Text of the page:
My husband and I love to go for drives. We have lived in Montana now for ten years, and we are doing our best to see all the parts we can. Yesterday, we decided late in the day to go exploring in a canyon pretty close to home. We drove up the South Boulder River south of Cardwell.
Our air right now is extremely smoky from all the fires blazing high in the mountains. The smoke added quite a foreboding feel to the spectacular scenery. it settles in among the pines, making silhouettes, and eerie movement.
I was reminded how important creating a vivid setting is in my writing. Sometimes I get so caught up in plot crafting and character deepening, that I forget how easily the setting can influence both. How would my character feel about the smoke everywhere? Would they sense the foreboding? What could that be foreshadowing?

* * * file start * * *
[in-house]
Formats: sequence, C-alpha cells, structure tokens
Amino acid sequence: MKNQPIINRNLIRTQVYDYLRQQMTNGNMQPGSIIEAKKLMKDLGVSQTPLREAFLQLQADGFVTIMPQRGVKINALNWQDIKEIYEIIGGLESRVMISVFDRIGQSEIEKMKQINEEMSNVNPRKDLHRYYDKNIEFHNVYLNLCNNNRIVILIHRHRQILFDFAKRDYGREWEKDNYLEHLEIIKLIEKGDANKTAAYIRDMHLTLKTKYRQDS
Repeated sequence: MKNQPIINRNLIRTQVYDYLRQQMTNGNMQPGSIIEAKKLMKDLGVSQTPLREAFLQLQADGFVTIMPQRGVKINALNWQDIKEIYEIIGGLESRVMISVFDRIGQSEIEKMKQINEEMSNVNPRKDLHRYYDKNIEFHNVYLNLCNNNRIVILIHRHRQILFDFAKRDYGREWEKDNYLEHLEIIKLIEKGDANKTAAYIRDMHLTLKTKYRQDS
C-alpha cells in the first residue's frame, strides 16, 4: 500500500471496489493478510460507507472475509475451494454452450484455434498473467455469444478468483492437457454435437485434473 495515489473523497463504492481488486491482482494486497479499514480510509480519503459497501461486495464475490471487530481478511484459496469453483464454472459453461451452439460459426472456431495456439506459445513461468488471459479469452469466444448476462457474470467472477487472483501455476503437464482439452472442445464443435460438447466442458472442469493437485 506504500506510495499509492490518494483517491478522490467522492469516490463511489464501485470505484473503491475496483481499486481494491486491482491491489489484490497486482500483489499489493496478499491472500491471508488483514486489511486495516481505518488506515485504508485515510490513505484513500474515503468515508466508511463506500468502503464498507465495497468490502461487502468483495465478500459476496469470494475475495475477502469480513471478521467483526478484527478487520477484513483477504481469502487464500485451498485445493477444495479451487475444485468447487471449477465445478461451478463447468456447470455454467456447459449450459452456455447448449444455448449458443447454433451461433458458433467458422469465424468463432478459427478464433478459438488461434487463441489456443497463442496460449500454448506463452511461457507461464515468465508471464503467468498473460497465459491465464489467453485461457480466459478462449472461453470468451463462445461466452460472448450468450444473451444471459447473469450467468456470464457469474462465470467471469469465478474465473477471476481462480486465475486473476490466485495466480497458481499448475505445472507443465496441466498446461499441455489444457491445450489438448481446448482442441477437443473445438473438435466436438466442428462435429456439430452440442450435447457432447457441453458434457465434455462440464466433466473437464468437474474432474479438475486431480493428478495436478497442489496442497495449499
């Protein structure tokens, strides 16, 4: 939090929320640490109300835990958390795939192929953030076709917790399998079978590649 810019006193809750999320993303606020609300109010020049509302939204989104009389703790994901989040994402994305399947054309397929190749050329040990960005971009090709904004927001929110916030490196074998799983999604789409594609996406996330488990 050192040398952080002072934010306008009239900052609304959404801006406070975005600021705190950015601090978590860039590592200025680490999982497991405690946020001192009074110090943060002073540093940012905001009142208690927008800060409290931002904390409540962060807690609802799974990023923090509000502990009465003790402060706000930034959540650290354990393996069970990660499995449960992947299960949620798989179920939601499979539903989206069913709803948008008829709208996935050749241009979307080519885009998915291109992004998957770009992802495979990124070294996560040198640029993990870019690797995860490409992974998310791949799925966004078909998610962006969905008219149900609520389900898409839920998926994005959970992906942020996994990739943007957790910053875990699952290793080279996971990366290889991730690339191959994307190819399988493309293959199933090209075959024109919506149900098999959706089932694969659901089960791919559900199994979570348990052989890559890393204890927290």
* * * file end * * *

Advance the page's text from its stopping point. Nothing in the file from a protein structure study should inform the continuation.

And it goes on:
Along the drive, we did see some pretty remarkable sights. There were high mountains, layers of trees stretching for miles, rocky cliffs, and meandering rivers. We live in an incredibly varied, beautiful place. We also saw two bull moose and a cow, a bunch of white tail deer, four wild turkeys, and a pair of pheasants. How would my character have responded to those sights? The towering rocky cliffs, or abundant wildlife? So much of what our brains view as common, the reader's brains need to absorb as vital.
So today I'm thinking about setting. Have I used it to the fullest extent? Have you?
Writing for children is a passion - along with reading kid's books, writing plays for kids, and teaching kids how to write!